I really appreciate any and all comments. Thanks, John

My new website is at www.enmanscamera.com

Photographing a Rodeo

There is something about a rodeo that changes the visible culture, or, at least, what seems to be the normal dress code for many folks. Baseball caps are traded for cowboy hats, beige slacks and cargo pants are changed to blue jeans, and footwear for a day out with the family changes from running shoes or toeless sandals to cowboy boots. It could be that a sporting event like a rodeo is more a celebration of a lifestyle than others that are attended by fans donning a team jersey and cheering for their favourite team.

The 17th Annual Pritchard Rodeo was the first I have attended just for the sole purpose of photographing the fast-paced, explosive action, and I thought about the words of professional rodeo photographer Rick Madsen as I walked down the dusty road to the arena, “Each event in a rodeo involves more than one player. It is the interaction between man and animal, or in many cases man and beast, which makes the technical and creative aspects of rodeo photography so exciting and rewarding.”

I was late and the saddle bronc riding had started, but that gave me the opportunity to watch the photographers and I easily figured out who were the first-timers, the dedicated amateurs, and the experienced rodeo photographers. Anytime I am faced with a new photographic adventure I look to those with experience, and don’t mind asking questions if given the chance. I also realized there was time between riders so I would have time to check my metering and get myself in the best position for the action.

It was hot under the midday sun and a bright blue sky with riders starting from a location that was under deep shade, which was fine for them, but I knew that no camera sensor could handle that much contrast; and I knew I would have to make exposures before the participants reached the sunny area, wait, change settings, then start making exposures again when they were in the bright light. I missed the first, and then nailed the rest when I figured out the timing. I quickly learned how important it was to listen to the announcer, not only because he was expressive and fun to listen to, but also because he gave all sorts of important information a photographer could use about the horse and rider.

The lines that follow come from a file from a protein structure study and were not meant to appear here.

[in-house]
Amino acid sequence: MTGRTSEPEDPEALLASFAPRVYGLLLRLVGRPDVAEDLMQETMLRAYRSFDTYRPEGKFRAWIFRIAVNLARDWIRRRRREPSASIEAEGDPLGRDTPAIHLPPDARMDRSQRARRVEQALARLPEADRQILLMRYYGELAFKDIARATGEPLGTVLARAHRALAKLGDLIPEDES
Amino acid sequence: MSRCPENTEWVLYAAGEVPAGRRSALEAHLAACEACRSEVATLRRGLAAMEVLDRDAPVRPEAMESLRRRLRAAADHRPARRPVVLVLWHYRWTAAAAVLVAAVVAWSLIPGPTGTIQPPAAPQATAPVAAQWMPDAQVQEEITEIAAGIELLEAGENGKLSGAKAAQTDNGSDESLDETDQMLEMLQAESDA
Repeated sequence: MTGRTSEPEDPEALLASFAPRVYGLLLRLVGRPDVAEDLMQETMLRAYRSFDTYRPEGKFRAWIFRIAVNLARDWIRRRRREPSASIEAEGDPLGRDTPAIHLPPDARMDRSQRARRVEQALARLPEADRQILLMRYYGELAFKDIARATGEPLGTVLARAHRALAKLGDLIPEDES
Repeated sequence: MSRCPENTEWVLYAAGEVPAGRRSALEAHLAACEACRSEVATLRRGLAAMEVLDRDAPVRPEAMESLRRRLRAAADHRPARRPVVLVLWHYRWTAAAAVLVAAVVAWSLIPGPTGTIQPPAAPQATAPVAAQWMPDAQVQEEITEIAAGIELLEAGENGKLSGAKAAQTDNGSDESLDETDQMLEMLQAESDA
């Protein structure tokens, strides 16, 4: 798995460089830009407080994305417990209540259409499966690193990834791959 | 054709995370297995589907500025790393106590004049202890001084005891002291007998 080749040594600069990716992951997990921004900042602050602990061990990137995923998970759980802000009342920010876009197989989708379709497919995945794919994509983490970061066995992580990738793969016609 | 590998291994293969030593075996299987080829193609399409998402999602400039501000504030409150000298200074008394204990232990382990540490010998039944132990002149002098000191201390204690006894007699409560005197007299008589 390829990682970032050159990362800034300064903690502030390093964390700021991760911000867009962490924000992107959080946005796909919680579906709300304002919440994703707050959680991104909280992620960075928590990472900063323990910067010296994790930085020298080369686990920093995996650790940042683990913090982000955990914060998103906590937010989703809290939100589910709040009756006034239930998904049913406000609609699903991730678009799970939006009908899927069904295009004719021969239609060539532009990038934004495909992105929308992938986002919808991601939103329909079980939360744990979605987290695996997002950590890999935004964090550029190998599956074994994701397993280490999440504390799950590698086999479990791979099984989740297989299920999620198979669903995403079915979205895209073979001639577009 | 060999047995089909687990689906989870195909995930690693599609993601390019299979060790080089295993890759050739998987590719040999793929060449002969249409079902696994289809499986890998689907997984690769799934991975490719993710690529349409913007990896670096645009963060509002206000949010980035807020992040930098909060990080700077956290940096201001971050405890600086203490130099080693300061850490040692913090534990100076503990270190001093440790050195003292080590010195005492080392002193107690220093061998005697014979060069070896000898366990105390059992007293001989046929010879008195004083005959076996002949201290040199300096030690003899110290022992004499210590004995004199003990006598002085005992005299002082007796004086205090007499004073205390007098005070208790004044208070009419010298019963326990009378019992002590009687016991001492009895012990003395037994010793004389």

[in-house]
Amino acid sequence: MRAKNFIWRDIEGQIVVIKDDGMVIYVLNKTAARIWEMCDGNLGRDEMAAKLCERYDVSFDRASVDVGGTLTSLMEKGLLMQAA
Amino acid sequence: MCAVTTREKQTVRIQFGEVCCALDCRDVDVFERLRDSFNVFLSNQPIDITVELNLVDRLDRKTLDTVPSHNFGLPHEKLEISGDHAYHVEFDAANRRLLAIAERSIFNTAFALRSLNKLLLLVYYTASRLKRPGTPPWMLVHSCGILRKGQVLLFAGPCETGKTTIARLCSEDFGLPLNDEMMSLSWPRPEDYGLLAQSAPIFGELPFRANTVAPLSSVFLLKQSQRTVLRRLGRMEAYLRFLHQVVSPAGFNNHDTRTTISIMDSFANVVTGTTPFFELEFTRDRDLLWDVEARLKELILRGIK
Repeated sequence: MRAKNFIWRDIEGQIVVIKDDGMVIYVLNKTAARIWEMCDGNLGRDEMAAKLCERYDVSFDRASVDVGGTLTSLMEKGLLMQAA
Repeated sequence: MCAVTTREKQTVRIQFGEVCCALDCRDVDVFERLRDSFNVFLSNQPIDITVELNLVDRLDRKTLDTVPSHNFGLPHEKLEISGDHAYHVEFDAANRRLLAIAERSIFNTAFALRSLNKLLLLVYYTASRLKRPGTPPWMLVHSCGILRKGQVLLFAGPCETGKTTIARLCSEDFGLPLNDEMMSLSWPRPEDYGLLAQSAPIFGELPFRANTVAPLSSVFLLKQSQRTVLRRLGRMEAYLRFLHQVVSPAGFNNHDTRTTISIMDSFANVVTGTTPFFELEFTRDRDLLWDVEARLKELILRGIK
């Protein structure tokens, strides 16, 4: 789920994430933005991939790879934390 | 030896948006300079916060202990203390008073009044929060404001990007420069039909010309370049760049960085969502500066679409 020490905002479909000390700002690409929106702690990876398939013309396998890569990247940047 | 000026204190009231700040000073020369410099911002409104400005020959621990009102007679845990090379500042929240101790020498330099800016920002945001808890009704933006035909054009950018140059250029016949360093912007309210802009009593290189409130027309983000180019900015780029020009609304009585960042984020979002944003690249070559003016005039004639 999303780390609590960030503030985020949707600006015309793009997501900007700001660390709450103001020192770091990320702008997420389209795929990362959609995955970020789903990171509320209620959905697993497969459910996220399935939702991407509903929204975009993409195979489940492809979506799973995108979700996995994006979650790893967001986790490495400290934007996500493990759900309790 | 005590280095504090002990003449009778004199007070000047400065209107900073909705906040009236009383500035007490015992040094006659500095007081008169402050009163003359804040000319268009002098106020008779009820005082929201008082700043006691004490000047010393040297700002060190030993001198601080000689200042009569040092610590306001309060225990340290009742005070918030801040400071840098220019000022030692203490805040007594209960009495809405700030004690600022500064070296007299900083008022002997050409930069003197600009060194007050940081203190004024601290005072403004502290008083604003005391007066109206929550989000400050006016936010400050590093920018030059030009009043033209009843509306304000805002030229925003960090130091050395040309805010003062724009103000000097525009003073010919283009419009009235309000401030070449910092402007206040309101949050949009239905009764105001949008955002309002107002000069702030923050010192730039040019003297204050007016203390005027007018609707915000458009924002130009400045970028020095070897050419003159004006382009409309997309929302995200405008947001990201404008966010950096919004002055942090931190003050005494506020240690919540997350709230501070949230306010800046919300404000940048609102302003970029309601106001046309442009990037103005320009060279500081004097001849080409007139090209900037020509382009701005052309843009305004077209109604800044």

I am experienced at photographing sporting events, so other than the time it took me to know where to stand for each event, I was ready. My camera was mounted with a 70-210mm lens and I selected shutter priority mode, with 1/500th second shutter speed. The bright day let me get away with ISO200. I also selected the continuous shooting mode so I could get bursts of up to eight frames a second if I wanted.

I photographed from several locations then moved to one end of the arena where five photographers were working. There was a husband and wife team who said they were “just enthusiasts” that liked to photograph rodeos in their spare time. One fellow said photographing rodeos was a hobby, and he had just returned from photographing one in Arizona. I also met a vacationing photographer from France, and while travelling through Kamloops she had heard about the Pritchard rodeo and decided to spend an extra day to photograph the rodeo before continuing south to the Okanagan. We talked about photography and her trip, and, of course, I reminded her about the wonderful BC wineries she would be soon be driving by.

All those people were great to meet and added another dimension to an already great day of photography. Along with them, I met Bernie Hudyma (http://www.berniehudyma.com), an experienced and well-known photographer whose images regularly appear in magazines. In my opinion it doesn’t get much better than that when one is trying to learn about photographing a subject. He gave me tips on where to shoot, and once reminded me I had to take care as a massive bull charged the fence where I was and I quickly pulled back. (Just how heavy are those animals?) Nevertheless, it was a fun day of shooting and I ended up with lots of great photographs.

For those photographers that want to try something new and exciting, I recommend finding a local rodeo. Photographing those explosive moments, as Madsen puts it, “the interaction between man and animal… makes the technical and creative aspects of rodeo photography so exciting and rewarding,” which corresponds to how I found the experience – very exhilarating and satisfying.

http://www.enmanscamera.com